Target Marketing February 2010
A monthly online feature for Target Marketing readers (also running bimonthly in Target Marketing magazine’s Nuts & Bolts department), Affiliate Spotlight introduces you to a variety of players on the affiliate marketing scene. Check back monthly for the lowdown from Google Affiliate Network's Dan Chiss on the fastest-growing and top-performing affiliates around.
If you're looking for a great read that is a change of pace from the typical business book, let me recommend "Play: How It Shapes the Brain, Opens the Imagination, and Invigorates the Soul" by Dr. Stuart Brown. I guarantee you Brown will change your mind about play. It will become something you do first, not put off until all your work is done. I'm more convinced than ever of the importance of play and the necessity of stepping back, taking time-outs, and the need for creating reflective time, and space in our highly reactive and ever-changing culture.
The other day, I reached into my fridge to grab a single-serving container of Stonyfield Farm peach yogurt and came face-to-lid with the following message: "Junk mail trashes our planet." Accompanying this copy was an image of a mailbox bending over to purge itself of the so-called offensive direct mail efforts (strangely enough, most of the pieces looked like First Class mail). At first impression this struck me as funny, because the decline in direct mail spending actually has made mailboxes pretty light on what Stonyfield calls trash.
I'm somewhat of an anomaly in the freelance copywriting business. I say this because I am one of a small group of copywriters who write a significant amount of direct mail for two distinct and different markets: consumer mail-order marketers and B-to-B lead generation.
Think about the e-mail messages you receive in a day. Whether from colleagues, family or friends, this amount of e-mail adds up quickly. In fact, studies show that, on average, business users receive 133 work-related e-mails daily. In one year's time that totals 35,000 e-mails.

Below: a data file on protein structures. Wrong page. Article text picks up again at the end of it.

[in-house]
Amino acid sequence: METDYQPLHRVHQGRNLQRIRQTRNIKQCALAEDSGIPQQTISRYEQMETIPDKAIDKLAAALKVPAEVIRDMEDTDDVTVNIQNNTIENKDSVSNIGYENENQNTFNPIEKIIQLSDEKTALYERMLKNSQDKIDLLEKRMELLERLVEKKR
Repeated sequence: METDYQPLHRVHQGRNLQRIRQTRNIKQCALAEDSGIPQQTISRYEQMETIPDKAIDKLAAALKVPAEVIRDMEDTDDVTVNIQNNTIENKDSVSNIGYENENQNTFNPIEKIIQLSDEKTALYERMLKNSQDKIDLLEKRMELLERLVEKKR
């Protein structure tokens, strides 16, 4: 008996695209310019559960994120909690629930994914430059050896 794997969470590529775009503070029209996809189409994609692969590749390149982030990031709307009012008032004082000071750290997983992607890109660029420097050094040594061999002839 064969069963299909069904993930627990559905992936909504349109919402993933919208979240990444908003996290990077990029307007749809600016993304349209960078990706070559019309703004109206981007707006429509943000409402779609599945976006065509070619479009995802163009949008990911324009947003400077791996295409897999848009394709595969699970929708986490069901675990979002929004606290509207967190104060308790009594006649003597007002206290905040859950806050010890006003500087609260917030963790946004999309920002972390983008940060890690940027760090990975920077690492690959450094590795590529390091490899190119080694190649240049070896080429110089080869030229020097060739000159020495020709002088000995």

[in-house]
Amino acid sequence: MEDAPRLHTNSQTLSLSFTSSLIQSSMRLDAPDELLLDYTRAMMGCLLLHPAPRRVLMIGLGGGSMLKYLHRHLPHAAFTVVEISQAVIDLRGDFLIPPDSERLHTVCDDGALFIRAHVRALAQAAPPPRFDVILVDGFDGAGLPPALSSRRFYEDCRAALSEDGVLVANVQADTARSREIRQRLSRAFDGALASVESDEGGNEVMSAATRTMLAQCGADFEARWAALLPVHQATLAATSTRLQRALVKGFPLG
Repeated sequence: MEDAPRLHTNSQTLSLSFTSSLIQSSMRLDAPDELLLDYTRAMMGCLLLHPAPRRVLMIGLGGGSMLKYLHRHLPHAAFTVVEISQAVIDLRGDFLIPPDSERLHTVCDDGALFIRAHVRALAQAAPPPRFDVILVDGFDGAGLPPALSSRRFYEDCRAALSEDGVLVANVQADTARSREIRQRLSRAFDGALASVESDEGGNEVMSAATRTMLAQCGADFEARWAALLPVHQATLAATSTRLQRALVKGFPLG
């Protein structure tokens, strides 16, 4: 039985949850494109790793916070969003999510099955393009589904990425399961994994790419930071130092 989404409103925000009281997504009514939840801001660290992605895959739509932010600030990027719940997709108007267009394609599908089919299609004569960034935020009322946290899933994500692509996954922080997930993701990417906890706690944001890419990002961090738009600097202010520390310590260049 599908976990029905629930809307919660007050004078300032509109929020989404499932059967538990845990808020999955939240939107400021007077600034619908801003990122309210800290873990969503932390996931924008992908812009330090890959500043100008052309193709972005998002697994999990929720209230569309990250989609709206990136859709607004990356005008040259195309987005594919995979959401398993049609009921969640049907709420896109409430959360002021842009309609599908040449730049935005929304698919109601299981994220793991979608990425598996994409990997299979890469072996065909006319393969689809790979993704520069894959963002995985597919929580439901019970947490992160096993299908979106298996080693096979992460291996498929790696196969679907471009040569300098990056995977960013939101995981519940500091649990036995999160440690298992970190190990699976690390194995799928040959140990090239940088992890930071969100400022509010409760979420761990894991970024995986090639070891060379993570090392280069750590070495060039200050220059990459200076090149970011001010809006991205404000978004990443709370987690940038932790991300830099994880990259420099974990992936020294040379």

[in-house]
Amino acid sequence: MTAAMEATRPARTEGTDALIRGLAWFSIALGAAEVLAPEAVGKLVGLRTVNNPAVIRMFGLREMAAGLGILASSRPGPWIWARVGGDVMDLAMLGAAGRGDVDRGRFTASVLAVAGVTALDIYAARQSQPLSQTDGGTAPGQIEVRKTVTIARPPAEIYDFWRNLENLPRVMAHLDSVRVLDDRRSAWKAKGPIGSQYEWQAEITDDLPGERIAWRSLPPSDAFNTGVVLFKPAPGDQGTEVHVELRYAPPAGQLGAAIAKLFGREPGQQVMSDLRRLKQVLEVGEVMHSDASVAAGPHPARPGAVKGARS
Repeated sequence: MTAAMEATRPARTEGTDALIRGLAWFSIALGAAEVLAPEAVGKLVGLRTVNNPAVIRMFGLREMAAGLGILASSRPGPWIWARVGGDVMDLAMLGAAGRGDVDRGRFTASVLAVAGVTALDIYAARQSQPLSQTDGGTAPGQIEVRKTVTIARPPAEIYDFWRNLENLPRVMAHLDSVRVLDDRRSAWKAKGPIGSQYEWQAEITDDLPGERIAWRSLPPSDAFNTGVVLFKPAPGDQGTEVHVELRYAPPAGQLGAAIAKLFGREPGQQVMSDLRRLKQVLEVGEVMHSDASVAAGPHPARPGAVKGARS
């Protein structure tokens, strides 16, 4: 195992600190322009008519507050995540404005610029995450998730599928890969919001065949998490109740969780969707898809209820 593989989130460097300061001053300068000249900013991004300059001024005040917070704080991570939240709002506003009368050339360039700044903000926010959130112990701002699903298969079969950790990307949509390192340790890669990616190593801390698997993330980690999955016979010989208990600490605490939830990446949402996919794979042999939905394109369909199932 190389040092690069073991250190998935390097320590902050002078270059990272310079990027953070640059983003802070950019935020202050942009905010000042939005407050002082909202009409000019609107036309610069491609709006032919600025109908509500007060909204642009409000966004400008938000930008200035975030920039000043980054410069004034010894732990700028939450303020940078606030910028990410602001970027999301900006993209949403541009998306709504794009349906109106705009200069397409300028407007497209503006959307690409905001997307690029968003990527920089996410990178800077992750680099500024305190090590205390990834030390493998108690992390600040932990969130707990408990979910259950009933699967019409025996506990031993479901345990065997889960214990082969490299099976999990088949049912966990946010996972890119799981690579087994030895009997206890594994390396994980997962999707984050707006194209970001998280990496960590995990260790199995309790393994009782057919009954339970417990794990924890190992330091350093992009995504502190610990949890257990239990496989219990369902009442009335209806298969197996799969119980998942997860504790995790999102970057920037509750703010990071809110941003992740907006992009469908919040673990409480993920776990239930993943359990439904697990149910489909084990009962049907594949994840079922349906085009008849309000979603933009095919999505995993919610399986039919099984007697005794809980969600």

An e-mail from reader Nathaniel Rink a while back asked two questions about how to set prices and describe them. Here are my thoughts.
Rather than putting their money where their mouths are, a recent report tells businesses that claim to be customer-centric to show it by lending more credence to customer insight. The Consumer's Voice—Can Your Company Hear It?, a report put out by The Boston Consulting Group in November, shows that companies spending more for insight into their customers ($670,000 per full-time market research employee) have poorer strategies than those who pay less ($400,000 per employee). The answer, says the management consulting group, is to put a different strategy in place, backing up those corporate mission statements and annual reports touting commitment to customer centricity.
A pounding beat communicates urgency. Avatars explain After Inc.'s problems. Those watching the trailer for IBM's business process management game learn they alone can provide the solutions that will save this mythical company.
What happened to Jerry Dow one day in a Suddenlink Communications call center is possibly the dream occurrence for every boss. A customer service representative, so grateful about how a software improvement he'd helped implement simplified the direct marketing process, hugged him.
As dutiful marketers, we pay close attention to our delivery results and identify e-mail marketing campaigns with lower than expected opens and clicks as harbingers of potential delivery issues. But as ISPs tweak their spam filtering techniques, marketers must consider user engagement in addition to the basic precepts of deliverability best practices if they intend on making it to the inbox.